One area in which wide consultations might be unavoidable is Aboriginal affairs. In landmark decisions in 2004 and 2005, the Supreme Court of Canada ruled that the federal government had a duty to consult with First Nations in decisions that might affect Aboriginal rights. Beyond that legal obligation, staunch opposition from First Nations has emerged as a major obstacle to Enbridge’s proposed Northern Gateway pipeline across northern B.C. The federal government has faced harsh criticism for failing to launch early, effective consultations on the pipeline, even from Jim Prentice, a former Harper minister turned bank executive, who is now working for Enbridge to try to get talks with First Nations back on track. Perhaps as a sign of a new approach, Aboriginal Affairs Minister Bernard Valcourt has pursued extensive consultation on First Nations education reforms, a file on which Harper has taken a direct, personal interest.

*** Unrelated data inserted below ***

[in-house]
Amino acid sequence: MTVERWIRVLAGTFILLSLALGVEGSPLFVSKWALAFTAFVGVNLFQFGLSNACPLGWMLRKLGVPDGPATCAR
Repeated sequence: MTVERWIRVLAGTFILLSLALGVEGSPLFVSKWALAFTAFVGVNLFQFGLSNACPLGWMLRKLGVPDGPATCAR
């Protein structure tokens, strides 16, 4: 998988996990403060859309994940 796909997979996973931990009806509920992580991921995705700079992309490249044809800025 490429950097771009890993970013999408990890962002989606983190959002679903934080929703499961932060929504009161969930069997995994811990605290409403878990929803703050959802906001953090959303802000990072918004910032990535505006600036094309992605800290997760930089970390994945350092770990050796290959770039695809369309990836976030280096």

But any hint of Harper showing selective openness to more consulting is, for now, at least, overshadowed by Poilievre’s rigid stand on his elections bill. A Senate committee, dominated by a Conservative majority, this week joined the chorus asking him to bend. If Hyder proves right and public opinion doesn’t turn against Poilievre, he may yet outlast them all, making his non-consultative approach seem shrewd. If popular sentiment turns against him, though, and he’s forced to retreat, then those other, less-noticed examples of federal consultation might end up looking, not only like a good way to develop policy, but a smart way to do politics.